The Mandalorian S2E6: The Tragedy
Okay, I have a Star Wars confession to make. Long have I tried to keep this a secret (not really), but it’s time – this latest episode of The Mandalorian, The Tragedy, gives me no other choice but to expose myself and beg for forgiveness in front of all the rest of you Star Wars mavens, and people who are just here because Baby Yoda is cute and jetpacks are cool.
I don’t care about Boba Fett.
There, I said it. When I first watched the original trilogy as naught but a bairn, I doubt I would even have listed that guy with the jetpack who got eaten by the pit in Jedi in my top twenty things that I loved about the movies. The insane hype around this character is something that’s always felt kind of…foreign to me? I get that different aspects of the universe appeal to different people, and, after the insane pandering to me personally of last week’s episode, I’m not going to get on my high horse and say that The Mandalorian should ignore that. But Boba Fett? Does nothing for me. Did almost less for me after the backstory that was dropped in the prequel series. He’s a bounty hunter, cool! That’s a nice bit of colour for the story. Can we move on now? As far as characters I cared about in the Star Wars universe, Boba Fett is about on the same level as the Kowakian monkey who sits on Jabba the Hutt’s shoulder; a nice detail, a decent bit of world-building, but not fundamentally that interesting in and of himself.
I’ve been trying to ignore the impending re-arrival of Boba Fett in this show for as long as I could, because truly, I don’t care that much. When I heard that Temuera Morrison was going to be in the second season, I was holding out hope that he might be reprising his role as one of the Clone troopers – retired and living out his life in a post-war story somewhere, navigating what it meant to be created for a purpose for which he was no longer needed or suited.
But no! Of course, it’s Boba Fett. And this week, the inevitable happens, and Boba Fett drops into The Mandalorian in a chaotic episode that honestly kind of sucks.
To my surprise, though, it’s not Boba Fett that annoys me this week. When I woke up this morning and saw his name trending on Twitter, it was with a heavy heart that I trudged towards the aptly-named The Tragedy. But, while I’m still not convinced that I get the hype around Fett any more than I did before this episode started, it’s a solid guest spot for Morrison (and Ming Na-Wen as Fennec Shard, returning from season one). Morrison has a whole lot of presence, and is clearly having a great time embodying the iconic character – he’s tracked Mando down to Magic Jedi Circle Land to reclaim the armour that we picked up in the first episode of the season, and it’s good stuff. Both him and Shard allow for some great action sequences, and I appreciated Morrison appearing not as BOBA FETT, FAN FAVOURITE, LEGENDARY ICON, but as just…some guy who’s really getting in the way of some quality Din-Grogu bonding time.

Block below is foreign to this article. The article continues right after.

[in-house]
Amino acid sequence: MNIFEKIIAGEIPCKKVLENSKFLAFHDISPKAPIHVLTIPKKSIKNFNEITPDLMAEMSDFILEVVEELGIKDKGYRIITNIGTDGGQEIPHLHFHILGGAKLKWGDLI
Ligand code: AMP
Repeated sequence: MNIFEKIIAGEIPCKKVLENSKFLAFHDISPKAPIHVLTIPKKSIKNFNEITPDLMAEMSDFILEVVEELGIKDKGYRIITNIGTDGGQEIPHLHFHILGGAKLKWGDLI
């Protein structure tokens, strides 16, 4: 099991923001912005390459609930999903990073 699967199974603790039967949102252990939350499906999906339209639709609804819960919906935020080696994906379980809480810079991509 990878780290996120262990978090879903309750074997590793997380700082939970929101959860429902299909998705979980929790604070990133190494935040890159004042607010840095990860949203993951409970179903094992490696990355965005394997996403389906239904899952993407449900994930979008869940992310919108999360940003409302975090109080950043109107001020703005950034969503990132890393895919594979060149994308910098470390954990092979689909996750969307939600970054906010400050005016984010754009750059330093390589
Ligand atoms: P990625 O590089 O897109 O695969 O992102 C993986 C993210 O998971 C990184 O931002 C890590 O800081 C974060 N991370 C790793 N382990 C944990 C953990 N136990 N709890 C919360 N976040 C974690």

No, this episode managed to mes it up in other ways. This is the end of our second act, the big moment where we set up the conflict for the finale, and it was always inevitably going to revolve around Grogu getting pinched by Giancarlo Spaceposito and his crew and leaving Din (as well as Fett and Shard) to make chase. But the way The Mandalorian introduced this is just – this is a really mess of an episode, to be honest.
The pacing is all over the place, super-clunky and messy, and sticking Boba Fett into this leaves little time for any organic character introduction for him, the show just pausing to turn directly to camera to explain who he is to anyone who might not know once he’s got his armour back instead of working in something more organic. Grogu is stolen about seven minutes before the end, and leaves Din to run off and start putting together his crew, a little bit, sort of, with Cara Dune before the credits roll. Oh, and then we have to jump back to Grogu and Spaceposito again, to show Grogu chucking about some soldiers before Spaceposito flashes him a badly-animated laser sword and grins evilly, and oh, Boba Fett’s coming to help with the rescue, too, did we mention?
This feels distinctly like an episode of set-up, one that is trying to move all the pieces into the places they need to be before the finale takes place more than it does a story in its own right. I’ve had issues with other episodes this season, but The Tragedy is the first that feels as though it’s not really bothering to tell a self-contained story in its own right – this is very much just a chunk of a story, and when those credits rolled, I was pretty damn unsatisfied. I certainly don’t mind The Mandalorian focusing in on a season-long plot, but I do have a problem with them doing it in such a clunky, ugly fashion. The writing is weak, the storytelling feels lacking, and, as we come into the final few episodes of this season – I hope this isn’t a sign of things to come.
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(header image via Cinema Blend)